Yes, the IRS hires criminal investigators who have the authority to use deadly force — but here’s an important context

Business at the Internal Revenue Service is starting to heat up as the tax agency seeks an $80 billion budget increase as part of Democrats’ proposed spending plan — and now attention is turning intensely to IRS staffers, who are actually packing heat.

It began with criticism from Republican leaders that the Internal Revenue Service would hire 87,000 new employees to “appeal to normal, everyday Americans” with the $80 billion earmarked for the IRS in the Inflation Reduction Act’s reconciliation bill, which will soon become law target. According to the Associated Press, that’s a “misleading” claim.

The bill passed the House of Representatives by a 220-207 vote on Friday and now goes to President Joe Biden’s desk to go into effect.

For the past few days, there has been excitement online about job postings for IRS special agents to carry weapons as part of their work with the IRS’s Criminal Investigation Division.

Although the job is actually about tracking down income and accounting irregularities to build legal cases, one of the potential duties is ‘conduct’.[ing] or participate[ing] E.g. in surveillance, armed escorts, protection of dignitaries, undercover investigations, execution of search and arrest warrants, seizures, etc.,” the job posting reads.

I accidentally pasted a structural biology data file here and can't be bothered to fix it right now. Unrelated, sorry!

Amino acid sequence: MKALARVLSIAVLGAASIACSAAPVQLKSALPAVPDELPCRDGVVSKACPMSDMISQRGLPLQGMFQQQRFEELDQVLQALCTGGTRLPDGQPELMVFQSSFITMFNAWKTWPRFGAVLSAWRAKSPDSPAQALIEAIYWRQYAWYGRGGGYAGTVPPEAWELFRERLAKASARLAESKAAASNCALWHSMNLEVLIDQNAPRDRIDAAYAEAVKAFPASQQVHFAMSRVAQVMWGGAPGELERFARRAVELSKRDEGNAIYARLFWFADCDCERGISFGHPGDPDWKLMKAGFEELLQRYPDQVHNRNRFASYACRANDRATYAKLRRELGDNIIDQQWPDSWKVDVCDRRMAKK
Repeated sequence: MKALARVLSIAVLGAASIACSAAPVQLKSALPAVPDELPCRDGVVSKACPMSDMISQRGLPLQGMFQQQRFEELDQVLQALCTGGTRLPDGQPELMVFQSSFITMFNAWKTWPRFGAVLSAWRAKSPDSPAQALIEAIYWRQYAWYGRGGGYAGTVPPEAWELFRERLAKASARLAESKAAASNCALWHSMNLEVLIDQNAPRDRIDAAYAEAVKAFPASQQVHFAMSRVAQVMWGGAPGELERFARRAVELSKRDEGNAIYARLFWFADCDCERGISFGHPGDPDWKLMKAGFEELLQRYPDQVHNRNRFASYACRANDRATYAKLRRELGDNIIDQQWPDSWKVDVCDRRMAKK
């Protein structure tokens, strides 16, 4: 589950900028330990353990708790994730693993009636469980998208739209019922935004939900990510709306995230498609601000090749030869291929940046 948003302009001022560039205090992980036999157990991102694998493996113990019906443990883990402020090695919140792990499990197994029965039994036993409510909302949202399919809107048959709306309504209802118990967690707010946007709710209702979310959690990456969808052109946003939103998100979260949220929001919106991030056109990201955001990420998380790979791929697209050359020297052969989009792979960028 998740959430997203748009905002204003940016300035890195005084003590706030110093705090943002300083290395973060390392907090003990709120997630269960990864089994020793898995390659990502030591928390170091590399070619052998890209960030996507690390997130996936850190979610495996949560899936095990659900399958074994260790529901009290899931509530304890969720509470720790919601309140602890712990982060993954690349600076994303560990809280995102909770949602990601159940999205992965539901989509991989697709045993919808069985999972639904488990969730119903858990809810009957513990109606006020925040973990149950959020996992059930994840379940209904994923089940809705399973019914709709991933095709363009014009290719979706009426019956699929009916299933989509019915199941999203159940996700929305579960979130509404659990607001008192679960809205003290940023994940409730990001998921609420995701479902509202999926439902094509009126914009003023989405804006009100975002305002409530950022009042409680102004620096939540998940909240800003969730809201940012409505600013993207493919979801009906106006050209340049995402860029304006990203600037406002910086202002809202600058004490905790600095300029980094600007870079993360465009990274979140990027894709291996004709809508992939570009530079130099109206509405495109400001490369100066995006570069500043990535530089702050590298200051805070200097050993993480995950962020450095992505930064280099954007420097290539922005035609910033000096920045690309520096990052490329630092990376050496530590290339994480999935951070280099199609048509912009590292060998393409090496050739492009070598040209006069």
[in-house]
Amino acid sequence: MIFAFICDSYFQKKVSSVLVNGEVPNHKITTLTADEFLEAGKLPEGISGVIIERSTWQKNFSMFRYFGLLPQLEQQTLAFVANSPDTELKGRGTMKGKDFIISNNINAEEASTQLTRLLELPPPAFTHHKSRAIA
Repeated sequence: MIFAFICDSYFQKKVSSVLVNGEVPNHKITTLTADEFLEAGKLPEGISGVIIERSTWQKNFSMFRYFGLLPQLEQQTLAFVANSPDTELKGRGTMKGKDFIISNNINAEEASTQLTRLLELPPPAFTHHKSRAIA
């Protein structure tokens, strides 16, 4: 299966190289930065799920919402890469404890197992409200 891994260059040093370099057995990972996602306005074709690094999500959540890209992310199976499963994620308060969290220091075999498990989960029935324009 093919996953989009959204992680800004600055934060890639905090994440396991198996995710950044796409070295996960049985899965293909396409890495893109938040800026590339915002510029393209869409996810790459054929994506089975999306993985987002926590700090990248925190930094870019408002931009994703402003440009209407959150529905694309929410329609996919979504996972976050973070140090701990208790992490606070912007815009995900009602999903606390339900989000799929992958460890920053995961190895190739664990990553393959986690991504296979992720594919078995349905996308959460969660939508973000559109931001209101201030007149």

There are 300 positions open for this role, which is listed as paying between $50,704 and $89,636 annually.

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Although the job posting drew renewed attention this week, it’s nothing new that some IRS special agents have had to use potentially deadly force, an IRS Criminal Investigation Department spokeswoman confirmed.

“The job description is consistent with previous announcements by special agents for the same position and with announcements by other federal law enforcement agencies,” the spokeswoman said, noting that the IRS Criminal Investigation Department alone is the federal government’s sixth-largest law enforcement agency.

Some context follows for listing the special agents and the broader debate about more resources for the IRS.

As a starting point, the estimate that the IRS would hire 87,000 new employees in 2021 came from the Treasury Department, the AP noted. It would be a multi-year hiring plan and would include additional chartered accountants as well as a number of other retired jobs and other IRS attritions, the AP added.

IRS ranks have shrunk over the years. The IRS’s annual data book shows it had nearly 79,000 full-time employees last fiscal year, down nearly 13% from fiscal 2012.

Data shows that the Criminal Investigation Division makes up only a fraction of the IRS’s total staff. The division has around 3,000 employees, 2,100 of whom are sworn representatives, according to the spokeswoman.

As the agency’s workforce has decreased, so has the IRS’s audit rate among taxpayers of all income levels. Government data shows that the decline is particularly sharp among higher earners.